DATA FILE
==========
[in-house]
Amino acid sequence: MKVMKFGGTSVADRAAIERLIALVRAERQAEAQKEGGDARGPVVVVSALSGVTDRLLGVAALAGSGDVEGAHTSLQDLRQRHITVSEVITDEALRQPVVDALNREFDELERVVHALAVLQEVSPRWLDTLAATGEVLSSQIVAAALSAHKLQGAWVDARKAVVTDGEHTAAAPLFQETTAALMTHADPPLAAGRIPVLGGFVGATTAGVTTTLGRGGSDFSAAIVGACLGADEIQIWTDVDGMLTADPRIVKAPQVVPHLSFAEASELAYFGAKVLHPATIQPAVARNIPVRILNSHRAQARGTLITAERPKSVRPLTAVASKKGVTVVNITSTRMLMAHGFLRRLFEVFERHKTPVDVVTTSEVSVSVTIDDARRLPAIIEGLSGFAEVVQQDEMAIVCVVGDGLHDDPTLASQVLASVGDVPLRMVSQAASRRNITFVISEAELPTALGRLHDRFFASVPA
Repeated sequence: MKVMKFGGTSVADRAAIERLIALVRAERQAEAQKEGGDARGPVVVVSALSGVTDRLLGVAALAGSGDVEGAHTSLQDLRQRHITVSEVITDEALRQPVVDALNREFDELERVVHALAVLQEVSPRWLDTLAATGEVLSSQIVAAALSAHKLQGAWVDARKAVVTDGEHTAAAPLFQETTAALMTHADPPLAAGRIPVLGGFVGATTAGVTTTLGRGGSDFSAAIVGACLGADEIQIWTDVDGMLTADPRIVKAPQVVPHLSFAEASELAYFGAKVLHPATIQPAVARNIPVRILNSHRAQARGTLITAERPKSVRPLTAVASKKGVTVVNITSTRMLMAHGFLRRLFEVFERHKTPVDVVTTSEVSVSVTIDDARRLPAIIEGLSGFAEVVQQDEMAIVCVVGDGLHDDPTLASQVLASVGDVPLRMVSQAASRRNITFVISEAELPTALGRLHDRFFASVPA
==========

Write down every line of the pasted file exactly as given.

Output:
[in-house]
Amino acid sequence: MKVMKFGGTSVADRAAIERLIALVRAERQAEAQKEGGDARGPVVVVSALSGVTDRLLGVAALAGSGDVEGAHTSLQDLRQRHITVSEVITDEALRQPVVDALNREFDELERVVHALAVLQEVSPRWLDTLAATGEVLSSQIVAAALSAHKLQGAWVDARKAVVTDGEHTAAAPLFQETTAALMTHADPPLAAGRIPVLGGFVGATTAGVTTTLGRGGSDFSAAIVGACLGADEIQIWTDVDGMLTADPRIVKAPQVVPHLSFAEASELAYFGAKVLHPATIQPAVARNIPVRILNSHRAQARGTLITAERPKSVRPLTAVASKKGVTVVNITSTRMLMAHGFLRRLFEVFERHKTPVDVVTTSEVSVSVTIDDARRLPAIIEGLSGFAEVVQQDEMAIVCVVGDGLHDDPTLASQVLASVGDVPLRMVSQAASRRNITFVISEAELPTALGRLHDRFFASVPA
Repeated sequence: MKVMKFGGTSVADRAAIERLIALVRAERQAEAQKEGGDARGPVVVVSALSGVTDRLLGVAALAGSGDVEGAHTSLQDLRQRHITVSEVITDEALRQPVVDALNREFDELERVVHALAVLQEVSPRWLDTLAATGEVLSSQIVAAALSAHKLQGAWVDARKAVVTDGEHTAAAPLFQETTAALMTHADPPLAAGRIPVLGGFVGATTAGVTTTLGRGGSDFSAAIVGACLGADEIQIWTDVDGMLTADPRIVKAPQVVPHLSFAEASELAYFGAKVLHPATIQPAVARNIPVRILNSHRAQARGTLITAERPKSVRPLTAVASKKGVTVVNITSTRMLMAHGFLRRLFEVFERHKTPVDVVTTSEVSVSVTIDDARRLPAIIEGLSGFAEVVQQDEMAIVCVVGDGLHDDPTLASQVLASVGDVPLRMVSQAASRRNITFVISEAELPTALGRLHDRFFASVPA